Frankly, I’m a little surprised the song has become such an enduring hit. It definitely doesn’t rock in terms of how you would expect a song with a title like “Rock On” to, well, rock.
It’s slow. It’s mysterious. It barely features any guitar, instead emphasizing a killer lilting bass line and lots of echo effects on Essex’s voice.
The solo is a mix of, wait for it, violin, flute and trumpet.
Is this rock ‘n’ roll or Burt Bacharach?
Maybe the drums rock out, you inquire.
Nope, unless you consider a little shaker, maraca and a few well-placed drum fills a rockin’ back beat.
Listen to Rock On by David Essex
But “Rock On” by David Essex reached #5 on the Billboard Top 40 in 1974 making David Essex a one-hit wonder. The song lives on and is known by most rock fans, even though they couldn’t name another David Essex song even if you threatened their lives with a lifetime of watching The Exorcist or listening to “Tubular Bells” by Mike Oldfield (the instrumental one-hit wonder theme song from The Exorcist from 1974).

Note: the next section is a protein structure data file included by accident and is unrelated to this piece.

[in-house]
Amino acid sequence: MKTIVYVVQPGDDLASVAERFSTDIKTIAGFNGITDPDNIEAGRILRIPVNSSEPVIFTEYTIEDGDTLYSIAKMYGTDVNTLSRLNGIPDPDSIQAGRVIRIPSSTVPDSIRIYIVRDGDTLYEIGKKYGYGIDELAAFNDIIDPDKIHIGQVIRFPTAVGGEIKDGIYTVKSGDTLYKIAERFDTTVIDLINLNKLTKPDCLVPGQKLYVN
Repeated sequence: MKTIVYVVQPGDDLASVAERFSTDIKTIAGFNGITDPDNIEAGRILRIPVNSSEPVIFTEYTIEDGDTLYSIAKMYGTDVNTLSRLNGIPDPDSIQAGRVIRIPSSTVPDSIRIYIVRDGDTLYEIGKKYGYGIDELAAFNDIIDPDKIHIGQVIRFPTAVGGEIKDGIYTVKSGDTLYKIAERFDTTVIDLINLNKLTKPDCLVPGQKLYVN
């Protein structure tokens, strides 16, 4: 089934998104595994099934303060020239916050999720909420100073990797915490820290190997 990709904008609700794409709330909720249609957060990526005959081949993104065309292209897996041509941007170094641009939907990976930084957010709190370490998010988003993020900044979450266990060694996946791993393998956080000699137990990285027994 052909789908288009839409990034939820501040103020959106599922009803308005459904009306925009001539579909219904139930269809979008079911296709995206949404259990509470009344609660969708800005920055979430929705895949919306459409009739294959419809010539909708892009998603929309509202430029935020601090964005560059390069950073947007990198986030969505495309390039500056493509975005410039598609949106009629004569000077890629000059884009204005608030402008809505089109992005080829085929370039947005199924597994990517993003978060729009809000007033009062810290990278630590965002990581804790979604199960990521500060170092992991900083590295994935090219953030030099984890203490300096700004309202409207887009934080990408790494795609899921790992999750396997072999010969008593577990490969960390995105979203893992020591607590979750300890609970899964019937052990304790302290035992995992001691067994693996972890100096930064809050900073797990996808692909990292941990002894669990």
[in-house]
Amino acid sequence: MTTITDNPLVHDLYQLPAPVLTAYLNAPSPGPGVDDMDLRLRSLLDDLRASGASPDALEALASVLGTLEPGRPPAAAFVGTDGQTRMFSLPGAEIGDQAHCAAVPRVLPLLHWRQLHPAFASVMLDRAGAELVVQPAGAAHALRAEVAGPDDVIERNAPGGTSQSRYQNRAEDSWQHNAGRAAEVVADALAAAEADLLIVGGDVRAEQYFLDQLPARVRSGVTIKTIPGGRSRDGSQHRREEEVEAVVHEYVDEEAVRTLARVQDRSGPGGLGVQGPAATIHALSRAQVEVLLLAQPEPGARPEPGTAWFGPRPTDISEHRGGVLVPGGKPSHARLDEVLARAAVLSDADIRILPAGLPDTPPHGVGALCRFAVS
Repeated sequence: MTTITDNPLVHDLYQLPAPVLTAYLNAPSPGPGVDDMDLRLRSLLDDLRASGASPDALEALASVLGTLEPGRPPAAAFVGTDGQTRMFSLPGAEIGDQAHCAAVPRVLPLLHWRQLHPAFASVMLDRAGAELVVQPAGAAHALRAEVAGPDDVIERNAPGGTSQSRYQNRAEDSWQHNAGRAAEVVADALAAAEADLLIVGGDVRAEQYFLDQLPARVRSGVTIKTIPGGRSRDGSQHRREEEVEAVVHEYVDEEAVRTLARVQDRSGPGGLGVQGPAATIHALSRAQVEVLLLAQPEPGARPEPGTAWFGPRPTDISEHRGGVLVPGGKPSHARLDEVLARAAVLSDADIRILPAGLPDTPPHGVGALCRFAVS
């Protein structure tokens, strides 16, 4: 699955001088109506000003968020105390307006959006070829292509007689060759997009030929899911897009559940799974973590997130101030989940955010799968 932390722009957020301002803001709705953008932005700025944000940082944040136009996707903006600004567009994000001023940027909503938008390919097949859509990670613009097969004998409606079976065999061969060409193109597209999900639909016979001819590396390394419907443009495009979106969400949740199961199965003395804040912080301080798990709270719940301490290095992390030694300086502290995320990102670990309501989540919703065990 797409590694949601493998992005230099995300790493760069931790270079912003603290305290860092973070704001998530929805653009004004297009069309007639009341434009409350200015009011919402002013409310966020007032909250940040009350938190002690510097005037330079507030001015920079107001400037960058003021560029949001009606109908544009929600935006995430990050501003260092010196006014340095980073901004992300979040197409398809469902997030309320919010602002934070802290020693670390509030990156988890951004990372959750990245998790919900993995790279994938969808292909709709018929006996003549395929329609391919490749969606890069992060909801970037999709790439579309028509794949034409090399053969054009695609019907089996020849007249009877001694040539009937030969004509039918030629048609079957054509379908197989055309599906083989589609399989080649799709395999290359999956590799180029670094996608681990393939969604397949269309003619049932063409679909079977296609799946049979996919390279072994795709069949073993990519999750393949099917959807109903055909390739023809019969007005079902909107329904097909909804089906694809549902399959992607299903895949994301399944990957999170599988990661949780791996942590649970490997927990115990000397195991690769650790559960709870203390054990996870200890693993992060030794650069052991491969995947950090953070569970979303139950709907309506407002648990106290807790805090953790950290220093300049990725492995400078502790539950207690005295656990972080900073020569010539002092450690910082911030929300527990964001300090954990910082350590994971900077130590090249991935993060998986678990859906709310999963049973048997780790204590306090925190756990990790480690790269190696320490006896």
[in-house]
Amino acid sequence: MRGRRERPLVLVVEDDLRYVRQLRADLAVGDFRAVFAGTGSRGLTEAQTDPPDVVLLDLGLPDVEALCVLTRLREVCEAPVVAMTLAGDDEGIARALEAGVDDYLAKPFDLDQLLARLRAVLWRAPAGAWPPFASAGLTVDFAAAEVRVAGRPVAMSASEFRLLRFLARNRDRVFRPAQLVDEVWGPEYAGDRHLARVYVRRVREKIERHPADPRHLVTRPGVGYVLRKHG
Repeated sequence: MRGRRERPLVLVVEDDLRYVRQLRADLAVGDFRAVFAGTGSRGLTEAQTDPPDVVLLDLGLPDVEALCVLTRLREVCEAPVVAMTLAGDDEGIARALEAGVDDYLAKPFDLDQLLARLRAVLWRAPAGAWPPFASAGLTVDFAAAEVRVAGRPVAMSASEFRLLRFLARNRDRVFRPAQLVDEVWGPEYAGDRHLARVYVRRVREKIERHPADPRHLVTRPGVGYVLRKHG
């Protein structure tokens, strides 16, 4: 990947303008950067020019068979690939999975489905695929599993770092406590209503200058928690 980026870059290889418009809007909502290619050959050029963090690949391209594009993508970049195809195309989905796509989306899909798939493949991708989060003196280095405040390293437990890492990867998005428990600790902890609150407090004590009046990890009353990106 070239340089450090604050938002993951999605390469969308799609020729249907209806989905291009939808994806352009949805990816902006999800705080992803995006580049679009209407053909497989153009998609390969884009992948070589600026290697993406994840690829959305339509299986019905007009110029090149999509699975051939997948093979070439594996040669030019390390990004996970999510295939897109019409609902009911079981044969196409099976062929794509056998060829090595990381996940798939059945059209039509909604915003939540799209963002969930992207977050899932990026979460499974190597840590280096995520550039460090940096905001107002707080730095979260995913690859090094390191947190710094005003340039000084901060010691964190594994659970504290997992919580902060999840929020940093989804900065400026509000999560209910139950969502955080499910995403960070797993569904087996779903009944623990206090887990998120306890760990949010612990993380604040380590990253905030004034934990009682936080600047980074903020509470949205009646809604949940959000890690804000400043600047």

Doesn’t matter much. David Essex deserves a spot in the one-hit wonder hall of fame for having a song most people can sing at least the first line without having any idea of the artist’s name.
Such is the blessing and curse of the one-hit wonder artist.
On the other hand, if you consider Essex’s British chart success, he is about as far removed from a one-hit wonder as you can get. He has placed 18 singles in the British Top 40 and also boasts three Top 10 albums in U.K. as well. So I’ll call Essex a British one-hit wonder (at least on the American charts), but he can hold his head high just about anywhere he goes. After all, you’re singing the first line of “Rock On” in your head right now, aren’t you? Case closed.